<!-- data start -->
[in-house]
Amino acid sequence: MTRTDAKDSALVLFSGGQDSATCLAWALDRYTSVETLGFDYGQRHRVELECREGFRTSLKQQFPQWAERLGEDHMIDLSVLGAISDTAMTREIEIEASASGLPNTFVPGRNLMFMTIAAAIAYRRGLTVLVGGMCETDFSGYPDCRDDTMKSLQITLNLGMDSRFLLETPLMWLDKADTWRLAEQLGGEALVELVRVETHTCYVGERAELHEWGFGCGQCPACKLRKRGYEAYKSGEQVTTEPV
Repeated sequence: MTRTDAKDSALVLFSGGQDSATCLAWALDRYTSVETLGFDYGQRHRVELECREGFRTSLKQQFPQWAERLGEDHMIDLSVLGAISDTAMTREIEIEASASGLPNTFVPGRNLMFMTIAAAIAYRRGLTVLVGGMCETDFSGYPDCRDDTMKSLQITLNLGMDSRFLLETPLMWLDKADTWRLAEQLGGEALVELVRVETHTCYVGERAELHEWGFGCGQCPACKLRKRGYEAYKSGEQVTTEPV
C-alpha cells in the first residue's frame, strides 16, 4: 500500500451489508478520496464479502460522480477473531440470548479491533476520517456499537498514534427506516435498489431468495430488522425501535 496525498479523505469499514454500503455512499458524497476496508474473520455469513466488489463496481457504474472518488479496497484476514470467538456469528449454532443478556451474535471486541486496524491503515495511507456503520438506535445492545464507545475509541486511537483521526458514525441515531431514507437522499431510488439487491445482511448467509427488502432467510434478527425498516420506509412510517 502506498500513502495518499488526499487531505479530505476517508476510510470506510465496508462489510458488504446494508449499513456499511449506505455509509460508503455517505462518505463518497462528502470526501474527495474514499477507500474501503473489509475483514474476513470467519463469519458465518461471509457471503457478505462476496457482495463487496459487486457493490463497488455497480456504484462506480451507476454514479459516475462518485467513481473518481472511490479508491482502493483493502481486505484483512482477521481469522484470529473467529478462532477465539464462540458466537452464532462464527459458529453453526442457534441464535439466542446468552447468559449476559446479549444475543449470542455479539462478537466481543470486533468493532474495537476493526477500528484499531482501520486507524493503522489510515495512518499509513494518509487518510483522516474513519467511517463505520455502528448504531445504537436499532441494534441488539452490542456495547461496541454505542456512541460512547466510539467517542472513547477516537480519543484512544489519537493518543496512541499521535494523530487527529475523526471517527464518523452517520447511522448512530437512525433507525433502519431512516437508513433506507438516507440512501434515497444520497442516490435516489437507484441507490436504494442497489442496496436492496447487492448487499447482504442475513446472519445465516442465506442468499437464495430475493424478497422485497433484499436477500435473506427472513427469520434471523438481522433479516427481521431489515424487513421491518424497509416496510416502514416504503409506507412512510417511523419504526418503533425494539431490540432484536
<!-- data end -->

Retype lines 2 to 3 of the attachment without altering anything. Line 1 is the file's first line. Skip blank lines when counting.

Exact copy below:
Amino acid sequence: MTRTDAKDSALVLFSGGQDSATCLAWALDRYTSVETLGFDYGQRHRVELECREGFRTSLKQQFPQWAERLGEDHMIDLSVLGAISDTAMTREIEIEASASGLPNTFVPGRNLMFMTIAAAIAYRRGLTVLVGGMCETDFSGYPDCRDDTMKSLQITLNLGMDSRFLLETPLMWLDKADTWRLAEQLGGEALVELVRVETHTCYVGERAELHEWGFGCGQCPACKLRKRGYEAYKSGEQVTTEPV
Repeated sequence: MTRTDAKDSALVLFSGGQDSATCLAWALDRYTSVETLGFDYGQRHRVELECREGFRTSLKQQFPQWAERLGEDHMIDLSVLGAISDTAMTREIEIEASASGLPNTFVPGRNLMFMTIAAAIAYRRGLTVLVGGMCETDFSGYPDCRDDTMKSLQITLNLGMDSRFLLETPLMWLDKADTWRLAEQLGGEALVELVRVETHTCYVGERAELHEWGFGCGQCPACKLRKRGYEAYKSGEQVTTEPV